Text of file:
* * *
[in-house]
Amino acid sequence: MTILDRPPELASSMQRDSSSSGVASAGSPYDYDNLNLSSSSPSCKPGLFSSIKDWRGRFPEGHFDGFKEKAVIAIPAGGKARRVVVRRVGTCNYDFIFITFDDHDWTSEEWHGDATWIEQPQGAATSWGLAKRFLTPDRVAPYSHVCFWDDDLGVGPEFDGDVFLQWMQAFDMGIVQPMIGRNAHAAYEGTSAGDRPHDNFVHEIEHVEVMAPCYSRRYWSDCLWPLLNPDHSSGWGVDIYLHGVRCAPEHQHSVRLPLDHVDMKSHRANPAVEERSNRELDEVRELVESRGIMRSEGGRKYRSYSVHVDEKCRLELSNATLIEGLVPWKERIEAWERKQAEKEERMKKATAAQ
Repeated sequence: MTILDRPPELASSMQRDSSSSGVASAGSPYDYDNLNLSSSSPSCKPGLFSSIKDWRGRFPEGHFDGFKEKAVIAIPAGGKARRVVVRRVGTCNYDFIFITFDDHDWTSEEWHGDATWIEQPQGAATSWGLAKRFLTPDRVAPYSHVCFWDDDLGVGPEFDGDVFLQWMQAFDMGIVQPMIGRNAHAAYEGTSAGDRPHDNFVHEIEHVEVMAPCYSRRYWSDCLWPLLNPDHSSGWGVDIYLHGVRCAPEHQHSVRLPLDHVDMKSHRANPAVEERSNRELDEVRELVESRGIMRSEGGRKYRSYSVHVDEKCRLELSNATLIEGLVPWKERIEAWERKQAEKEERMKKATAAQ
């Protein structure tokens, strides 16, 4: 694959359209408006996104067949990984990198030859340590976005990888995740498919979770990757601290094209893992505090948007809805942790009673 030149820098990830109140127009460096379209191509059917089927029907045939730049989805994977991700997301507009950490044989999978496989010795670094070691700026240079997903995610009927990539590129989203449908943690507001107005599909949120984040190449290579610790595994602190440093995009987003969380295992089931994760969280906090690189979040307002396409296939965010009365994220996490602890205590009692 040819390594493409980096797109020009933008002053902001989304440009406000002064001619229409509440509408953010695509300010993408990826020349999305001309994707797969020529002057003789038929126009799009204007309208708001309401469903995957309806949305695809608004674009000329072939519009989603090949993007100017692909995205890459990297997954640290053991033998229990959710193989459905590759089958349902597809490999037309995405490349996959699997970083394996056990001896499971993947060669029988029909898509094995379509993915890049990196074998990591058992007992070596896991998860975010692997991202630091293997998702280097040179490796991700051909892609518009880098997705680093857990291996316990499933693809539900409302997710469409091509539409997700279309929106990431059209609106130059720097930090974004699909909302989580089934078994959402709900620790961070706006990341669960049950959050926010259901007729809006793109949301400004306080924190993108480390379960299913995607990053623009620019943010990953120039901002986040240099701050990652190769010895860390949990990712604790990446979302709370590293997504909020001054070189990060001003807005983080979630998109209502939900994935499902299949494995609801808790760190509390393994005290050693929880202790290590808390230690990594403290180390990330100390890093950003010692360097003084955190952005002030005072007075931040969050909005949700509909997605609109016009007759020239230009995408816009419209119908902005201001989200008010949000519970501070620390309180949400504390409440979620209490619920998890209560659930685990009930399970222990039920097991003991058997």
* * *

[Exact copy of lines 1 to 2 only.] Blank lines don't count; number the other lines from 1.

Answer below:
[in-house]
Amino acid sequence: MTILDRPPELASSMQRDSSSSGVASAGSPYDYDNLNLSSSSPSCKPGLFSSIKDWRGRFPEGHFDGFKEKAVIAIPAGGKARRVVVRRVGTCNYDFIFITFDDHDWTSEEWHGDATWIEQPQGAATSWGLAKRFLTPDRVAPYSHVCFWDDDLGVGPEFDGDVFLQWMQAFDMGIVQPMIGRNAHAAYEGTSAGDRPHDNFVHEIEHVEVMAPCYSRRYWSDCLWPLLNPDHSSGWGVDIYLHGVRCAPEHQHSVRLPLDHVDMKSHRANPAVEERSNRELDEVRELVESRGIMRSEGGRKYRSYSVHVDEKCRLELSNATLIEGLVPWKERIEAWERKQAEKEERMKKATAAQ